At their recent developer conference, Intel showed off some pretty neat stuff in terms of features we can expect to be incorporated in to Ultrabooks of the future. Top headlines all talked about the partnership with Nuance to offer voice search capabilities and control for 2013 books’, as well as Intel’s next line of Ultrabook specific processors named ‘Haswell’ which aim to increase the power efficiency in future machines.
Elsewhere at the conference, Intel was hard at work detailing a few other cool things surrounding next generation Ultrabooks, and looking back at my slides I came across a rather interesting one which details how thin major Ultrabook components need to be in order for manufacturers to build a machine which is just 15mm at its thinnest.
Imaged above, the slide details touch panel dimensions, battery dimensions, touch pad dimensions, keyboard dimensions and HDD dimensions. Titled ‘engineering challenges in going “Thinnest” and “Lightest”‘, the slide offers a rather unique insight in to what hurdles manufacturers have to overcome to create super light and thin machines.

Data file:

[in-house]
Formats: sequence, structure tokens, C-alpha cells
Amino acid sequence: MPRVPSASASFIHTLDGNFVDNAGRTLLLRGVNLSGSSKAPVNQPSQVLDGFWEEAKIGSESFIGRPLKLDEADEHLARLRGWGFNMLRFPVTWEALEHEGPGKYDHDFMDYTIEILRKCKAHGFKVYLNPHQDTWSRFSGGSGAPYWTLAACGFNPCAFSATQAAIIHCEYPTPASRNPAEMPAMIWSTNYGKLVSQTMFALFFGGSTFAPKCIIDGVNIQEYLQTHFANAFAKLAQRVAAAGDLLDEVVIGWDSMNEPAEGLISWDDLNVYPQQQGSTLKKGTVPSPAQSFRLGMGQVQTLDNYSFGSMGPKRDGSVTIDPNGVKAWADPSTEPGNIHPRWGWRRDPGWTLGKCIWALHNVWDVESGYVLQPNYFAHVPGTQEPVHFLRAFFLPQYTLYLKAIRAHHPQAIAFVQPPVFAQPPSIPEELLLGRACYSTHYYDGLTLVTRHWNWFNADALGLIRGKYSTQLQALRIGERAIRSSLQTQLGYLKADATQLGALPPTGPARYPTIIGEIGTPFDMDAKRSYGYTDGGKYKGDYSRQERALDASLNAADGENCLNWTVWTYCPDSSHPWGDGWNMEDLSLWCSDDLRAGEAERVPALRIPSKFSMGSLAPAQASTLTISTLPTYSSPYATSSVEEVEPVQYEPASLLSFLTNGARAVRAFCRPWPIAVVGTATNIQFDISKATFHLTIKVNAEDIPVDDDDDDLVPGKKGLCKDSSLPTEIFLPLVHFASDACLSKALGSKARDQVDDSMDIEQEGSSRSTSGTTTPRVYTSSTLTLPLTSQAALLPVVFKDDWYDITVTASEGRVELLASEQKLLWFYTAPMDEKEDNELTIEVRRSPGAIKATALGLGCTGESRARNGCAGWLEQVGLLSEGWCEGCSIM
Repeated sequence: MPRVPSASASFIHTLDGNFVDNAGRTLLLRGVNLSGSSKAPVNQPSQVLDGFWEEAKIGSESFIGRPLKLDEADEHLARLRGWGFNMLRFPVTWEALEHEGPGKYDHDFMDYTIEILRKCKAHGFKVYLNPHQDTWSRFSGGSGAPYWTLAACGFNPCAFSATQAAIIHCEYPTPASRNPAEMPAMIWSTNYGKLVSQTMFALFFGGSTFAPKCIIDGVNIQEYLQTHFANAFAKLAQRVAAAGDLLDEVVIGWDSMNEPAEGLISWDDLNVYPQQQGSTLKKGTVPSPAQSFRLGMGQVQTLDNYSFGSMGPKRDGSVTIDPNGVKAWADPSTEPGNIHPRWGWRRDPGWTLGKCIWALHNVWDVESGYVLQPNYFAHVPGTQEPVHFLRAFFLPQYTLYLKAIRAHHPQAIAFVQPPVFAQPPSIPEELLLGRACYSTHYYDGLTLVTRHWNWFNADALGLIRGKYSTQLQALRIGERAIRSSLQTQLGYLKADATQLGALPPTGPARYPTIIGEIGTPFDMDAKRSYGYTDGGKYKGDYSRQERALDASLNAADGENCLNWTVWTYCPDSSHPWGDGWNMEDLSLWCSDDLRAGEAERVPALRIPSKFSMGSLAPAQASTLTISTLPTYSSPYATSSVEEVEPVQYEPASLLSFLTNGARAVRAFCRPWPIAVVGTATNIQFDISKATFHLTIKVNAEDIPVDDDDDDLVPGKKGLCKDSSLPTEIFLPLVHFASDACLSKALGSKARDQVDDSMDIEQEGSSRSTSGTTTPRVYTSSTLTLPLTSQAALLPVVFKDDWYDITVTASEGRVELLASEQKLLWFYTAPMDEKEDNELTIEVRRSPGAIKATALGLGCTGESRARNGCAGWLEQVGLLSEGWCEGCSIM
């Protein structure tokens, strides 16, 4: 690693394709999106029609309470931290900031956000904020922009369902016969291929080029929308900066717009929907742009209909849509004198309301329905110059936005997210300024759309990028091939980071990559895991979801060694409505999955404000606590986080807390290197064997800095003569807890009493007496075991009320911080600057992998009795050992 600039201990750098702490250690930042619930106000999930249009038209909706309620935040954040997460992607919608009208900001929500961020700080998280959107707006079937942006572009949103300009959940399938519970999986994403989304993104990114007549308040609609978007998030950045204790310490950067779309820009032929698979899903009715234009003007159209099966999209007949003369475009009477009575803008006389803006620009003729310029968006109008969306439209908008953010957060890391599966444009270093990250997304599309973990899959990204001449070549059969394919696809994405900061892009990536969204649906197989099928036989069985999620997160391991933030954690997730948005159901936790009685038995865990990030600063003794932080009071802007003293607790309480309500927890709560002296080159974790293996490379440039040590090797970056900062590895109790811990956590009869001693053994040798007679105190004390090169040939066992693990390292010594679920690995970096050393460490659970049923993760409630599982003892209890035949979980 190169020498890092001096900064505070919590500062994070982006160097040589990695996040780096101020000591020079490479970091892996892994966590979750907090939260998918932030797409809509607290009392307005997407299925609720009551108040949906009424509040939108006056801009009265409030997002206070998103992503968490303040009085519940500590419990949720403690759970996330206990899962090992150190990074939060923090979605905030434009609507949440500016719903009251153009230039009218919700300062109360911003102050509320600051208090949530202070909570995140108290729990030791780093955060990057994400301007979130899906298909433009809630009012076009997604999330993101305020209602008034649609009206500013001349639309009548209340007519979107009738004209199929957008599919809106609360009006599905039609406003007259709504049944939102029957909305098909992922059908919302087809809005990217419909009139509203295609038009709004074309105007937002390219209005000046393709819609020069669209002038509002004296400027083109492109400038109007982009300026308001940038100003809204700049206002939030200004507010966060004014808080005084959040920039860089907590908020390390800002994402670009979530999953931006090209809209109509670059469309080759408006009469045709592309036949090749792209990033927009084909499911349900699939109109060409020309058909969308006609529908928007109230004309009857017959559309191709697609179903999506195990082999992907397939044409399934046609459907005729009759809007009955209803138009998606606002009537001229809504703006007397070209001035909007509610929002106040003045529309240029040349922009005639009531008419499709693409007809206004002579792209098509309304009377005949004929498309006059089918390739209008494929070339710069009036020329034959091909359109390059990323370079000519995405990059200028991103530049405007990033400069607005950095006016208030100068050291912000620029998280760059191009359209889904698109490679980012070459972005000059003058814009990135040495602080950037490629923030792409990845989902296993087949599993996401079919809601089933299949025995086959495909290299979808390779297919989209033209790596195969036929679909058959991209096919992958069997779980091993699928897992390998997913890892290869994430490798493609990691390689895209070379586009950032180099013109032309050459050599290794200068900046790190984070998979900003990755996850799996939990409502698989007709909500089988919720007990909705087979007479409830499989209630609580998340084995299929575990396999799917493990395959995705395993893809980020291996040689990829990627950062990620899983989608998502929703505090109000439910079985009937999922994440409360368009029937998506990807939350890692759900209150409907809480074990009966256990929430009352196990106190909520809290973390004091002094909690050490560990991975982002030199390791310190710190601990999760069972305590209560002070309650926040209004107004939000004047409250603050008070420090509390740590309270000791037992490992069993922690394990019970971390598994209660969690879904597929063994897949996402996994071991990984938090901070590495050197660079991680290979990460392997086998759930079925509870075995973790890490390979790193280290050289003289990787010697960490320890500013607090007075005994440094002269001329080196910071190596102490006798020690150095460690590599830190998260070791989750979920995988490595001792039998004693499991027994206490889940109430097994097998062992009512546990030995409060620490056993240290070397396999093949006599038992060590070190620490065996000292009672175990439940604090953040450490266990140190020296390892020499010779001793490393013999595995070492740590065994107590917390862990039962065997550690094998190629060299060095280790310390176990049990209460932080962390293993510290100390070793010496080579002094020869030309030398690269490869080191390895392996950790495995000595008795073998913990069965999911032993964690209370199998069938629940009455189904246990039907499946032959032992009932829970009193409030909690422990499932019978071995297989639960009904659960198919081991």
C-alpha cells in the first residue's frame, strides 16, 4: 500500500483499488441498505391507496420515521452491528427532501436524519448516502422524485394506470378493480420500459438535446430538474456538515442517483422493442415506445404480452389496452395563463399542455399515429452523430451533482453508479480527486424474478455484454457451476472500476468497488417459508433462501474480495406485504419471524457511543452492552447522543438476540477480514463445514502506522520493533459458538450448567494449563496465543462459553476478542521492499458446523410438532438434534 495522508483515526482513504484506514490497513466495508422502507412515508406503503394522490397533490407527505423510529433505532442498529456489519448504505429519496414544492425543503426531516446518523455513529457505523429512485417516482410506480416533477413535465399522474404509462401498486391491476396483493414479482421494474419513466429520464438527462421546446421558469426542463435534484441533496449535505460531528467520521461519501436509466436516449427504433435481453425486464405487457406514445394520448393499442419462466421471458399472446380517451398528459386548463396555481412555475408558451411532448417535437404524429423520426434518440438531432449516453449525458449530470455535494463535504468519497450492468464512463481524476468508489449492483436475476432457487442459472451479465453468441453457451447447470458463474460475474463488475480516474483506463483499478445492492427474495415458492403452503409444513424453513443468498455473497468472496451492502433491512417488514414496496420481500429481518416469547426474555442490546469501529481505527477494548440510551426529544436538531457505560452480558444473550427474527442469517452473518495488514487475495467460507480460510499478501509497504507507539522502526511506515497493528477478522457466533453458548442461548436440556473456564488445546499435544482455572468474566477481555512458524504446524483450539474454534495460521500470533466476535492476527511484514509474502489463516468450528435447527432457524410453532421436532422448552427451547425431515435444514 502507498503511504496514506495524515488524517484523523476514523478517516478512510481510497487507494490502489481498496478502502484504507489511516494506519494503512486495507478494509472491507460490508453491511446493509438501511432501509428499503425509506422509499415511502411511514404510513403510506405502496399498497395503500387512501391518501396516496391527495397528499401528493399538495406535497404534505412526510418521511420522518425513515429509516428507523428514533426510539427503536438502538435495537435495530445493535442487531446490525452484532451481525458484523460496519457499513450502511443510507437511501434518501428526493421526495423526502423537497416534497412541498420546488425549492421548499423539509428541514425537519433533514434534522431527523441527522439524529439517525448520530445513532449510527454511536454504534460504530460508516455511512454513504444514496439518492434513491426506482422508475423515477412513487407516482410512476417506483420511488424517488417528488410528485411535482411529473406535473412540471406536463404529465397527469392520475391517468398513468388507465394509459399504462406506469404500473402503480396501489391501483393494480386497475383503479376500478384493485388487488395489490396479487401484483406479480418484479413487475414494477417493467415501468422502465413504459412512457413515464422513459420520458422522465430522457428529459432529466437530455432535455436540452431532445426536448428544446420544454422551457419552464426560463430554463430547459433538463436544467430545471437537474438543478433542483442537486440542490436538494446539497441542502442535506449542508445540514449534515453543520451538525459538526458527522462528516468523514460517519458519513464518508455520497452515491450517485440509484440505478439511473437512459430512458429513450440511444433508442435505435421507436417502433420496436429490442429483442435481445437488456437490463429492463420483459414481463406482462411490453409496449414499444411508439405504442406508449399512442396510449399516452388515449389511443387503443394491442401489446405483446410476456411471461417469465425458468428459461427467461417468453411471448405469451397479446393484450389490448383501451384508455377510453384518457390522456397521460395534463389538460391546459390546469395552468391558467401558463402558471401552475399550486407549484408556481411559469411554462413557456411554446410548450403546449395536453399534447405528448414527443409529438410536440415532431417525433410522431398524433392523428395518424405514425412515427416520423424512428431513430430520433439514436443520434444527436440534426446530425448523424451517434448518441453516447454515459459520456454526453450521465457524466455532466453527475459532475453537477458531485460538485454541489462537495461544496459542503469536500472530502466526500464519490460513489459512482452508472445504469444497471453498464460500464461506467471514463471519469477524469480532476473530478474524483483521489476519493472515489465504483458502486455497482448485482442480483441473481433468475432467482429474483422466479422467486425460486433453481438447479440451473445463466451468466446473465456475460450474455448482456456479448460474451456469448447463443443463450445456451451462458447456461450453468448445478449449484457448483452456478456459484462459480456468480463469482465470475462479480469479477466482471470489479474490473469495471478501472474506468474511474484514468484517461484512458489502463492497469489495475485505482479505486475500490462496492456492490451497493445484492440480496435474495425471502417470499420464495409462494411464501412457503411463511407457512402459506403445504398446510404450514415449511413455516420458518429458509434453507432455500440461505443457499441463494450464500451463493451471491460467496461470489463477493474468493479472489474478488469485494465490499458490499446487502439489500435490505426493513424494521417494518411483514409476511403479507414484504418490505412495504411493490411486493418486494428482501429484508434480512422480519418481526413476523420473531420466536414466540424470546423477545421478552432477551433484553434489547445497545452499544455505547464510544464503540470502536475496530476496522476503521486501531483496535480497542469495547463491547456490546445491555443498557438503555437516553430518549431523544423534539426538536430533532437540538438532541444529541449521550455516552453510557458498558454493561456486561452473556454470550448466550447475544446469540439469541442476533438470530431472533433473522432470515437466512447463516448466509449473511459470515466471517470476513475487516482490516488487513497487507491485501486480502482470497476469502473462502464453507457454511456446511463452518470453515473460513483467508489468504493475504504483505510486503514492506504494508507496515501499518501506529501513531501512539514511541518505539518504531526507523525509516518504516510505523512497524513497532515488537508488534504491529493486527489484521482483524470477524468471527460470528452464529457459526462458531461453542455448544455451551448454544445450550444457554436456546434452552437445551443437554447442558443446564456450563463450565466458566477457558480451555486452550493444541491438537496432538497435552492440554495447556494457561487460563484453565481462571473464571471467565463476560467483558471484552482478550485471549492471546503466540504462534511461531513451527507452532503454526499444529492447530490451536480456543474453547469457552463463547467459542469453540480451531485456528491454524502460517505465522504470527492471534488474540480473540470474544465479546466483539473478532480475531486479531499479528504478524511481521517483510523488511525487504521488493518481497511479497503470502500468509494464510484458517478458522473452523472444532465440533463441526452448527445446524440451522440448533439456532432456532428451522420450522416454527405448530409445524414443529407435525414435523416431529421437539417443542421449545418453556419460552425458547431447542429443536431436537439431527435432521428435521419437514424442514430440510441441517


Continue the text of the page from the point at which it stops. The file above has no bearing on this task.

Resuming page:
Examples of super light machines include the NEC LaVie Z which, at just 875g, is the lightest 13.3″ Ultrabook on the planet (and lighter than any 11.6″ Ultrabook too). In terms of super thin, the Acer S5 measures in at 15mm thick at its thinnest whilst the Asus Zenbook more than that. Now if you have ever held or used either of those machines you will know that they are rake thin, highly portable and just about right for any normal human being.
Intel wants to go thinner though. If you check out the slide above, it details new types of keyboard and other components needed to break the 15mm barrier currently facing manufacturers.
The good news for the engineering departments of Ultrabook manufacturers is that Synaptics is currently creating a new keyboard for Ultrabooks which are 50% thinner than what is currently used, whilst Sharp is in talks with Intel to provide thinner LCD panels for machines.